James Gunn Shares Ego & Negasonic Teenage Warhead Trade Details, Debunks Rumors
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James Gunn Shares Ego & Negasonic Teenage Warhead Trade Details, Debunks Rumors

James Gunn debunks have become a Twitter mainstay and it’s better for them. Today’s rumor squash was in response to a Movie’s Now #DidYouKnow graphic posted to their Twitter account.

This graphic erroneously states that Adam Sandler was originally tapped to play Rocket Racoon in Guardians of the Galaxy, prior to the casting of Bradley Cooper. And in the post’s caption, the falsehood goes a step further, stating, “Director James Gunn ended up choosing Bradley Cooper for the role. And after losing the role to Cooper, Sandler also auditioned to play Groot but sadly was beaten by Vin Diesel.”

Given that Movie’s Now tagged Gunn directly, he responded in-kind, saying, “That is not true. [I’ve] never even met Adam Sandler,” which really hammers home the old adage, ‘don’t believe everything you read.’ Especially on Twitter.

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In general, Gunn is quite forthright and generous about sharing details from his films, seeming to understand fan interest better than most. Behind-the-scenes photos, Q&As, storyboards, anecdotes, and even whacky side-shows from the cast, can be found across all of the director’s social media accounts.

Sometimes, you will even get a little insider baseball … the accurate kind.

Just this past Saturday, a fan on Twitter tagged Gunn in the tweet below. It inquires if Gunn was referencing Galactus in 2014’s Guardians of the Galaxy, by way of a side-by-side still from the film and a page from the comics.

Gunn posted a quote tweet of the question, with his answer, “No. Marvel didn’t have the rights to Galactus in 2014.” He goes on to call it a bit of coincidental “comic book pareidolia” — which is a human tendency to see imagined likenesses or to derive patterns out of randomness.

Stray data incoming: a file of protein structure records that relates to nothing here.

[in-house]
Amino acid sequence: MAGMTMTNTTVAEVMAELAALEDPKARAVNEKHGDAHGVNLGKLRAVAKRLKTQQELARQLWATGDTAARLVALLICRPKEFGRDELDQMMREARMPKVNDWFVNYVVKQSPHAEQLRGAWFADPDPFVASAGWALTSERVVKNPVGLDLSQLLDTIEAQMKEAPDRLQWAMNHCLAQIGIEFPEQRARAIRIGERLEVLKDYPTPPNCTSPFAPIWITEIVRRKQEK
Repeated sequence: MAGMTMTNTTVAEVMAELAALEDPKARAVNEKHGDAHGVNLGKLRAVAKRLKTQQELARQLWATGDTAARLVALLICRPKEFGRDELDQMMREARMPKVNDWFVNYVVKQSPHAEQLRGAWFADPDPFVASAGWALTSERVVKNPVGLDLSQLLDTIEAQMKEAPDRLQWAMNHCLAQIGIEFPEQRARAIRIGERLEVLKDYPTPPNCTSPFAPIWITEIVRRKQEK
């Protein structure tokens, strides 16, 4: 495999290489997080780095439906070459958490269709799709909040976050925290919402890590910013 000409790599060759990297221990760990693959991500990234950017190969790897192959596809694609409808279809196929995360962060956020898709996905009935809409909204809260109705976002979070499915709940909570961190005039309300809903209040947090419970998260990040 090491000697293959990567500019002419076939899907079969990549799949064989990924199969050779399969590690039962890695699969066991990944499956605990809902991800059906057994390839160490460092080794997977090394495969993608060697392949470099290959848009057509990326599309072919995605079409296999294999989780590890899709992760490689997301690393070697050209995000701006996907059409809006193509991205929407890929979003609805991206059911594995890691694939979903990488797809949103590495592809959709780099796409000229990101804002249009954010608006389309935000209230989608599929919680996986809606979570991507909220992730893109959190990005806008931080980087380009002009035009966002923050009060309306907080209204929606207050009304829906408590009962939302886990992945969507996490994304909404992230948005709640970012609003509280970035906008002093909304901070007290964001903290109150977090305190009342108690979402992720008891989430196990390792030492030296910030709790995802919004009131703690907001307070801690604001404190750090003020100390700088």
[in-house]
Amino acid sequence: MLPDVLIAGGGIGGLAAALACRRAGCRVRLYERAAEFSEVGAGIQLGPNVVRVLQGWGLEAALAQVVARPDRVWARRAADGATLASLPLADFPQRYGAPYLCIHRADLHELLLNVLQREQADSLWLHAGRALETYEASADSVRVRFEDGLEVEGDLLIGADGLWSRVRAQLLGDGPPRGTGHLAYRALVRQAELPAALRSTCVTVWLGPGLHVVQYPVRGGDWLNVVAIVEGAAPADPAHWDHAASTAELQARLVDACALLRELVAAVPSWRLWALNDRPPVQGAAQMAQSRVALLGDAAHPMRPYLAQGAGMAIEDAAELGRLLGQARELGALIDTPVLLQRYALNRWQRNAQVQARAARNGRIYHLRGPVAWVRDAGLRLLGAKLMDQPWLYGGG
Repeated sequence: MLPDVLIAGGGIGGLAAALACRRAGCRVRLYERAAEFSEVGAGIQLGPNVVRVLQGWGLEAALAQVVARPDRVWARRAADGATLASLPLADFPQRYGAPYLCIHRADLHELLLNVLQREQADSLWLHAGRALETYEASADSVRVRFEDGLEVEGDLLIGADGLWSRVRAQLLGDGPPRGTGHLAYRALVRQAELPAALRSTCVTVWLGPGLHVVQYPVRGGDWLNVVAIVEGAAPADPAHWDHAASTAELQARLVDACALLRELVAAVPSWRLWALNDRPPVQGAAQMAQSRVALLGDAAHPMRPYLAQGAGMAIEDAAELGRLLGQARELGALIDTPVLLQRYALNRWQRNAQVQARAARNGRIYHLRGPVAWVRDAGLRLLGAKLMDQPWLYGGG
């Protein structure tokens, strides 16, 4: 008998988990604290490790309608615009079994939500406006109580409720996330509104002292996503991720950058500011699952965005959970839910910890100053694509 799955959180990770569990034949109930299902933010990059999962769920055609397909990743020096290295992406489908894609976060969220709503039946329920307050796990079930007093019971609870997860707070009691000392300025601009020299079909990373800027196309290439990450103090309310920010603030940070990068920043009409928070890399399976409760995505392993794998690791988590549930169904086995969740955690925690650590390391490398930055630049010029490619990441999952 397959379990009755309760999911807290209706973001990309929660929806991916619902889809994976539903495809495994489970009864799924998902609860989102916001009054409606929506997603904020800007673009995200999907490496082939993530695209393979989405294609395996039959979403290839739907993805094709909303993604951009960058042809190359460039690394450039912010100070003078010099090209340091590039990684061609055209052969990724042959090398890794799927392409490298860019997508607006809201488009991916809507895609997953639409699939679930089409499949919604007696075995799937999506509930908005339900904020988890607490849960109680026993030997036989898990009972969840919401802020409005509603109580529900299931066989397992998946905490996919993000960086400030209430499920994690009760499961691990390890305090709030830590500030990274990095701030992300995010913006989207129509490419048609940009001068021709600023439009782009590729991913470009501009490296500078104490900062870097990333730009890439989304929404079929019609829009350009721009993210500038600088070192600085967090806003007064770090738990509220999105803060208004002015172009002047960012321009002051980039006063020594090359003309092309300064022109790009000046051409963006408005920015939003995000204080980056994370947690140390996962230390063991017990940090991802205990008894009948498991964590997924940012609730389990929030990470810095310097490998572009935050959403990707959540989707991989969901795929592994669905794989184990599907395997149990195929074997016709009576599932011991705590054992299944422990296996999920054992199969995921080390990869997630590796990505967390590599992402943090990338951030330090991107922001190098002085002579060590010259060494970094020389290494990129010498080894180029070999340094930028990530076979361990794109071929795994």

Further down in the above thread, another individual challenged his response, asking, “Weren’t rights swapped, where FOX had Ego the Living Planet and Marvel had Negasonic Teenage Warhead, and they traded? Heard that one time.”

“Yes, that’s essentially true,” Gunn partially concedes, but further explains, “Fox wanted TNW to be able to use her powers, which were partially owned by Marvel (these things are complex), and they let us use Ego in return.”

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From there, Gunn shed some interesting light on how this deal ended up saving his Guardians of the Galaxy Vol. 2 narrative. At the time this deal was happening, he had already framed the entire story of Vol. 2 around Ego as an antagonist. “I was told we owned the character, which was a mistake,” Gunn explains. “I didn’t find out we didn’t have the rights to the character until after the deal was made. Thank God, because he was deeply embedded in the script.”

Without this domino of events across different studio projects and priorities, both with different rights to these comics, Gunn would have had to redraft just weeks before production. Certainly, a very expensive bullet dodged, and a far more interesting bit of behind-the-scenes trivia than ancient-history casting falsehoods. In the case of Gunn, the most fascinating tidbits tend to come directly from the source.

Guardians of the Galaxy Vol. 3, will surely bring more Gunn debunks after its release on May 5, 2023.

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